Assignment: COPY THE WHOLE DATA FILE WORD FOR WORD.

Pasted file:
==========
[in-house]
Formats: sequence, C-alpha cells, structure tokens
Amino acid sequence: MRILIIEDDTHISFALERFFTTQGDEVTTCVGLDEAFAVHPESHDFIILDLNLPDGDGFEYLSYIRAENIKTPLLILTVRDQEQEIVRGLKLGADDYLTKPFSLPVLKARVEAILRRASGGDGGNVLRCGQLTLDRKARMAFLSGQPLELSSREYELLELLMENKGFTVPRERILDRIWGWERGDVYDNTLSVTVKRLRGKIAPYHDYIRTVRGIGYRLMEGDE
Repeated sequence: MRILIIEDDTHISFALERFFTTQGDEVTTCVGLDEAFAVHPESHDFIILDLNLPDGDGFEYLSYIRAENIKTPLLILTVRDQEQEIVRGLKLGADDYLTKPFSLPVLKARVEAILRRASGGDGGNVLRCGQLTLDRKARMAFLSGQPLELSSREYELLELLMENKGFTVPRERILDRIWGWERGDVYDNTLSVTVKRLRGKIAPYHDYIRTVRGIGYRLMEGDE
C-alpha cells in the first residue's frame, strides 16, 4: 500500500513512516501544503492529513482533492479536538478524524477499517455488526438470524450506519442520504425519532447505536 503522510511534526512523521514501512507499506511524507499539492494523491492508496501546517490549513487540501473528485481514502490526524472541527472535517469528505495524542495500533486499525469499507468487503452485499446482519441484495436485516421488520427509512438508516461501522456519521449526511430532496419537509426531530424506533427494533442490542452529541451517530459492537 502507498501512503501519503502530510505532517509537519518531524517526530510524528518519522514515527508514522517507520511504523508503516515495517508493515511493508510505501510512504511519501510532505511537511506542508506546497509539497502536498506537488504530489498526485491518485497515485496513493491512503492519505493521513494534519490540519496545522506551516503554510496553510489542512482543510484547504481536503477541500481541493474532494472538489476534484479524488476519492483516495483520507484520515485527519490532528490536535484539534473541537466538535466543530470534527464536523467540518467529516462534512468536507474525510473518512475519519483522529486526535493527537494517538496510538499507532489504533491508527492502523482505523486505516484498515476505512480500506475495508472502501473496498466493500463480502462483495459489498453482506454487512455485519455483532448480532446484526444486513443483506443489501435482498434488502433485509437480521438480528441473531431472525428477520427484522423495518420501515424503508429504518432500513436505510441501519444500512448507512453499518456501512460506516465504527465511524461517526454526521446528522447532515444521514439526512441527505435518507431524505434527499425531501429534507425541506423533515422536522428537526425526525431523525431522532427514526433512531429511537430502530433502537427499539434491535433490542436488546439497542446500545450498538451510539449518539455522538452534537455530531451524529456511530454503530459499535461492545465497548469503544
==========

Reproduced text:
[in-house]
Formats: sequence, C-alpha cells, structure tokens
Amino acid sequence: MRILIIEDDTHISFALERFFTTQGDEVTTCVGLDEAFAVHPESHDFIILDLNLPDGDGFEYLSYIRAENIKTPLLILTVRDQEQEIVRGLKLGADDYLTKPFSLPVLKARVEAILRRASGGDGGNVLRCGQLTLDRKARMAFLSGQPLELSSREYELLELLMENKGFTVPRERILDRIWGWERGDVYDNTLSVTVKRLRGKIAPYHDYIRTVRGIGYRLMEGDE
Repeated sequence: MRILIIEDDTHISFALERFFTTQGDEVTTCVGLDEAFAVHPESHDFIILDLNLPDGDGFEYLSYIRAENIKTPLLILTVRDQEQEIVRGLKLGADDYLTKPFSLPVLKARVEAILRRASGGDGGNVLRCGQLTLDRKARMAFLSGQPLELSSREYELLELLMENKGFTVPRERILDRIWGWERGDVYDNTLSVTVKRLRGKIAPYHDYIRTVRGIGYRLMEGDE
C-alpha cells in the first residue's frame, strides 16, 4: 500500500513512516501544503492529513482533492479536538478524524477499517455488526438470524450506519442520504425519532447505536 503522510511534526512523521514501512507499506511524507499539492494523491492508496501546517490549513487540501473528485481514502490526524472541527472535517469528505495524542495500533486499525469499507468487503452485499446482519441484495436485516421488520427509512438508516461501522456519521449526511430532496419537509426531530424506533427494533442490542452529541451517530459492537 502507498501512503501519503502530510505532517509537519518531524517526530510524528518519522514515527508514522517507520511504523508503516515495517508493515511493508510505501510512504511519501510532505511537511506542508506546497509539497502536498506537488504530489498526485491518485497515485496513493491512503492519505493521513494534519490540519496545522506551516503554510496553510489542512482543510484547504481536503477541500481541493474532494472538489476534484479524488476519492483516495483520507484520515485527519490532528490536535484539534473541537466538535466543530470534527464536523467540518467529516462534512468536507474525510473518512475519519483522529486526535493527537494517538496510538499507532489504533491508527492502523482505523486505516484498515476505512480500506475495508472502501473496498466493500463480502462483495459489498453482506454487512455485519455483532448480532446484526444486513443483506443489501435482498434488502433485509437480521438480528441473531431472525428477520427484522423495518420501515424503508429504518432500513436505510441501519444500512448507512453499518456501512460506516465504527465511524461517526454526521446528522447532515444521514439526512441527505435518507431524505434527499425531501429534507425541506423533515422536522428537526425526525431523525431522532427514526433512531429511537430502530433502537427499539434491535433490542436488546439497542446500545450498538451510539449518539455522538452534537455530531451524529456511530454503530459499535461492545465497548469503544